You can access our databases directly here. Please contact me for passwords.
Monthly Archives: August 2012
Over the next few days, there will certainly be a lot of discuss and questions generated about PLCs–what they are and where they’ll take us. Here are a few resources that you can reference throughout the year.
All Things PLC: A Definitive Guide, maintained by Solution Tree;
“What Teachers and Leaders Do to Ensure That All Students Learn in a PLC”, presentation by Jack Baldermann;
Google Scholar search of all pdf files related to “Professional Learning Communities.”
I am incredibly excited to announce our new Gale database suite. After careful consideration and evaluation, we’ve elected to subscribe to six Gale databases. Students will now have access to Gale’s award-winning reference materials anytime, anywhere. Click on any database below to learn more about the amazing resources that are available to you (links open in a new window).
You will receive login and password information directly via email within the next few days.
At the end of last school school year, we performed an extensive weeding of our 1985 (avg.) non-fiction collection, during which we discarded approximately 900+ outdated titles. While weeding improved the currency of our collection, it did not provide improved access to the resources that we need to support Common Core Standards and High Quality Teaching, specifically we lacked those resources that improve literacy and provide students with the opportunity to build the information literacy skills (e.g., critical thinking, inquiry, and synthesis) that they need to be successful in school and beyond.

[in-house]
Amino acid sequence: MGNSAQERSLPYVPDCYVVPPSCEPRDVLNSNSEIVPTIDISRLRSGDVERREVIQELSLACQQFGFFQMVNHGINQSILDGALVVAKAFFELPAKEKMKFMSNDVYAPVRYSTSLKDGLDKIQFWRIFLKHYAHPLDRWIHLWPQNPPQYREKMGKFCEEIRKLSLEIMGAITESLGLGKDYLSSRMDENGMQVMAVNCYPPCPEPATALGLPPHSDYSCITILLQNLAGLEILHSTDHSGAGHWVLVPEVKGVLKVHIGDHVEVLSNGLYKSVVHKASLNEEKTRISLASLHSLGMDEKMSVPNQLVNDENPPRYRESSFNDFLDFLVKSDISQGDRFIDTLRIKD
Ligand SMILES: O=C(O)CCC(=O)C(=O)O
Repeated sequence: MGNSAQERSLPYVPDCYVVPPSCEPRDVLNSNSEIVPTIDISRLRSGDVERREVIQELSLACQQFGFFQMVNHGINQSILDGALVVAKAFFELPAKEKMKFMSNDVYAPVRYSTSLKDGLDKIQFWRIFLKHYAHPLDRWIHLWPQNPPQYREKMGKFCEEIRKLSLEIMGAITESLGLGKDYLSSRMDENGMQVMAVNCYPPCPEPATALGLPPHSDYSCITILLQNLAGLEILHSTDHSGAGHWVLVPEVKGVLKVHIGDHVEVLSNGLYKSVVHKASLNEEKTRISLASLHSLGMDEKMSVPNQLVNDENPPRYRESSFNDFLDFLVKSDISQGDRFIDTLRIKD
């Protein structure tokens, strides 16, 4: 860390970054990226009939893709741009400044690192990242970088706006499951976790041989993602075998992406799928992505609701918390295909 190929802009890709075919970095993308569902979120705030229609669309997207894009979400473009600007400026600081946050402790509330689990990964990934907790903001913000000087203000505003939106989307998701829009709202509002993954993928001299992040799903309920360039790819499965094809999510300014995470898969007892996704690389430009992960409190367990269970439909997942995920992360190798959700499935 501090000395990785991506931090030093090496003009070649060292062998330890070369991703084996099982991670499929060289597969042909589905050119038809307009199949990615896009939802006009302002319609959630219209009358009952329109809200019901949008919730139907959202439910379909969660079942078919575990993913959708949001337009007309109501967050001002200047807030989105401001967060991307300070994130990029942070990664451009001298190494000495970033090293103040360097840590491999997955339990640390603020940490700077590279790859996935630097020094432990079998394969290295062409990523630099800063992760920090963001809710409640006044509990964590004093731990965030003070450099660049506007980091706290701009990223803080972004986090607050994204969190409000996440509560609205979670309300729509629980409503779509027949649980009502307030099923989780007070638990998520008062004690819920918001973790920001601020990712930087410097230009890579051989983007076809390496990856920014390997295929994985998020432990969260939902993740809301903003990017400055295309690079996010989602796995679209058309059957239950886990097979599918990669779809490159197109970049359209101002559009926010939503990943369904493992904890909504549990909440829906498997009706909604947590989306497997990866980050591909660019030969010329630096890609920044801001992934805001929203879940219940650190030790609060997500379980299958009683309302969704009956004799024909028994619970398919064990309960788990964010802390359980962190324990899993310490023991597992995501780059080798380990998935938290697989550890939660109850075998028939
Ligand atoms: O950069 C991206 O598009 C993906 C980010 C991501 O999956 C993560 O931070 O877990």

Going forward our students will have access to an extensive array of reference resources and alternative texts. Having access to Gale databases will provide opportunities for our students to understand the changing nature of information and how it is created, stored, and disseminated, as well as provide them with the gain the information literacy skills to access, evaluate, and synthesis the information they find electronically. These are basic high school literacy skills for the 21st Century that should be mastered by all students by senior year–we now have the resources to make this a regular part of our curriculum.
Look for additional information and professional development opportunities on how you can integrate these databases into your curriculum. In the interim, please take the time to review these amazing materials and become familiar with the databases so you may share them with your students.
Greetings WHS colleagues! I’m sure you’ve all received news of Nancy BT’s travel blog; maybe you’ve even had some time to follow her posts. Either way, I just wanted to share with you what a wonderful resource her memoirs can be in supporting your curriculum.See > www.bartoszblog.com. If you’re not much for reading blogs, you can also follow Nancy on Twitter > https://twitter.com/TimetogoNance or Facebook > https://www.facebook.com/NancyBartosz.
Aside from sharing in the thrill of Nancy’s adventures, Nancy is quite the travel writer. Travel writing is a skill that can be integrated in many subject areas, e.g., English as a genre of writing; Social Studies to study geography, religion, and politics; Science to study environmental and global issues; and, the Arts to study photography, culinary art, and music.
What might you do to integrate Nancy’s travels into your teaching?
Projects that involve real people and authentic experiences are fabulous assignment that lead to inquiry, critical thinking and problem solving. Please let me know you’d like to learn more about what we have planned and if you’d like to collaborate with us on this project.